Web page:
Battery analysis and management

May 2, 2022
Regardless of starter performance, what your customers don’t know about their batteries' state of well-being could leave them stranded... and you in hot water.

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What you will learn:

Battery technology has evolved and so has the charging equipment and strategies

Battery electrical loads are a lot higher now, compared to years ago

Battery state of health and state of charge ultimately determine its state of function

Decades ago, the automobile’s battery simply provided a voltage source to operate an ignition system, some lighting, and a starter motor. The demands of the electrical system were minimal compared to today’s standards. The intricacies of today’s automobiles yield a need for newer battery technologies. With these newer technologies comes a need for more accurate testing, a safer way of charging, and a requirement to alert the hosting vehicle of a battery replacement.

The batteries of yesteryear

In the early 1900s, some vehicles were first recognized as using a wet-cell type battery known as a flooded lead-acid battery, to provide electrical current for the engine’s starter motor. The batteries of the recent past (yet, still present in many of today’s automobiles) are similar in construction and the technology hasn’t changed much (Figure 1). batteries use a chemical reaction to generate electrical energy. Six lead plates (or cells) were arranged within the battery housing and connected in series, electrically. As the name of the battery design suggests, the lead plates were submerged in sulfuric acid (otherwise known as electrolyte).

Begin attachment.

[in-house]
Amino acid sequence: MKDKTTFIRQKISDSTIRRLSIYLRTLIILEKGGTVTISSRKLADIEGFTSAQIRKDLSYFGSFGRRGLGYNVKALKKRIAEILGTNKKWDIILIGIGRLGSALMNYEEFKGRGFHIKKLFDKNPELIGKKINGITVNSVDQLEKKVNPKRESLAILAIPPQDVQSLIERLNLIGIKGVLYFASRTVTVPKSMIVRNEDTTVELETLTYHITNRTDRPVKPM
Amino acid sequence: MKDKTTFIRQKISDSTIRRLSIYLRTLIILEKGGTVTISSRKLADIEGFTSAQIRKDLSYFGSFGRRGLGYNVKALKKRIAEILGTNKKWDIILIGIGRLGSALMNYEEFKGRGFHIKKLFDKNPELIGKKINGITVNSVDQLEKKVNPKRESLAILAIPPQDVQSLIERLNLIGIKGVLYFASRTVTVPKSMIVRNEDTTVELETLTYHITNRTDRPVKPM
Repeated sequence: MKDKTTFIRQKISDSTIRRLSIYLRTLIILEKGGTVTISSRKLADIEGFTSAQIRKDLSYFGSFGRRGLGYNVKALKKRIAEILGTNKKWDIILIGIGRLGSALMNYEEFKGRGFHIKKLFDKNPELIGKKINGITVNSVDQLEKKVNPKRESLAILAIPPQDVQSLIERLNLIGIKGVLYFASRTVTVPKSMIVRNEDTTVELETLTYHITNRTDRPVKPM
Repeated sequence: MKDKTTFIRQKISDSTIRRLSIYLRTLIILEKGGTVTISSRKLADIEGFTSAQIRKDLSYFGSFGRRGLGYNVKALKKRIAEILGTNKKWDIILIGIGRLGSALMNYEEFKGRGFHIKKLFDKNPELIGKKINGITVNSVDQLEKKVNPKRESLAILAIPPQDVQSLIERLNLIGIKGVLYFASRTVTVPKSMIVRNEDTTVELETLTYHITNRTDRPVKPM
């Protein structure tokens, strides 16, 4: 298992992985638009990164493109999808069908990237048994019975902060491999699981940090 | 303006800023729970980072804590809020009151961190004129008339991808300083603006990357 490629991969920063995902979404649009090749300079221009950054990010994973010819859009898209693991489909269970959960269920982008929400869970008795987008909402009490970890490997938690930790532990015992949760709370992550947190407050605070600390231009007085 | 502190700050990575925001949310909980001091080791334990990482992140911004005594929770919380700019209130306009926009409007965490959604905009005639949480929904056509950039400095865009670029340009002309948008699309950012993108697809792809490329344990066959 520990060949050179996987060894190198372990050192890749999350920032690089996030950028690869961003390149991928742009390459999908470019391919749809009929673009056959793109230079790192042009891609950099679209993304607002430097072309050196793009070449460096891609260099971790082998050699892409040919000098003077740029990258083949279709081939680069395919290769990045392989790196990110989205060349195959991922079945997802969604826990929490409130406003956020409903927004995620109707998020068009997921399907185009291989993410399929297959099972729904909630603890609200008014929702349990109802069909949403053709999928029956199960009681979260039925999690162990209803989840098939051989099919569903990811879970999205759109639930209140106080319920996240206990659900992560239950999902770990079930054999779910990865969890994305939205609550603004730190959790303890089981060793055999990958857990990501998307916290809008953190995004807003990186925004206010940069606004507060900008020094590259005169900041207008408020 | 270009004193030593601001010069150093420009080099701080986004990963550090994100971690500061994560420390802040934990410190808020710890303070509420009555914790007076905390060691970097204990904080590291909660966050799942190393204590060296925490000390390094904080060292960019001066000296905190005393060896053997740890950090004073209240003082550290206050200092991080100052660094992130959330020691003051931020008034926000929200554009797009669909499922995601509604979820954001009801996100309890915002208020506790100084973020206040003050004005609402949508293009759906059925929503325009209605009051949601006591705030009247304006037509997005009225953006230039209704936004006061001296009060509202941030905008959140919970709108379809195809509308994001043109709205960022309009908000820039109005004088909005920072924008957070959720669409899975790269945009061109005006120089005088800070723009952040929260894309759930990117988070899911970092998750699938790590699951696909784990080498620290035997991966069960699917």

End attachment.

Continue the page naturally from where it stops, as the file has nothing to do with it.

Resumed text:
In the past, “maintenance” meant maintaining the electrolyte level, as the electrolyte tended to evaporate over time. A lack of electrolyte leads to excessive heat build-up. This action, or even a really deep discharge, did significant harm to the useful life of the battery. During these conditions, lead sulfate would grow on the surface area of these lead plates and create what we call a “voltage drop,” (a process known as sulfation). A battery may be at 100 percent state of charge, yet source voltage would drop significantly under an electrical load (like during starter motor operation).

Regarding the lead-acid battery, its operation depends on a few aspects that can be evaluated through testing. For one, I will refer to it as capacitance. Otherwise stated, a battery’s ability to store energy. You can think of this as the size of a fuel tank. A large fuel tank has more storage capacity than a smaller tank. A battery with more capacitance can store more electrons than one with less capacitance.

Another aspect to be evaluated is one from the perspective of internal resistance. The internal resistance influences electrical current flow. The greater the resistance, the less current will flow, and this will affect the operation of both the battery output as well as its ability to take on energy (charging and discharging). This information is inferred by way of a conductance test. This test involves measuring voltage and a minimal current, to infer the resistive values of the battery. One more perspective is self-discharge. This point of view helps infer mechanical integrity. As a battery begins to fail, its ability to maintain its charge lessens.

When it comes to testing these batteries, a handful of test procedures have been at our disposal as automotive technicians:

  •     Specific-gravity testing (using a hydrometer or refractometer)
  •     Electrical load testing (carbon pile testing)
  •     Capacitance testing (specialized hand-held device)
  •     Source voltage testing (using a DVOM)
  •     Internal resistance (specialized hand-held device)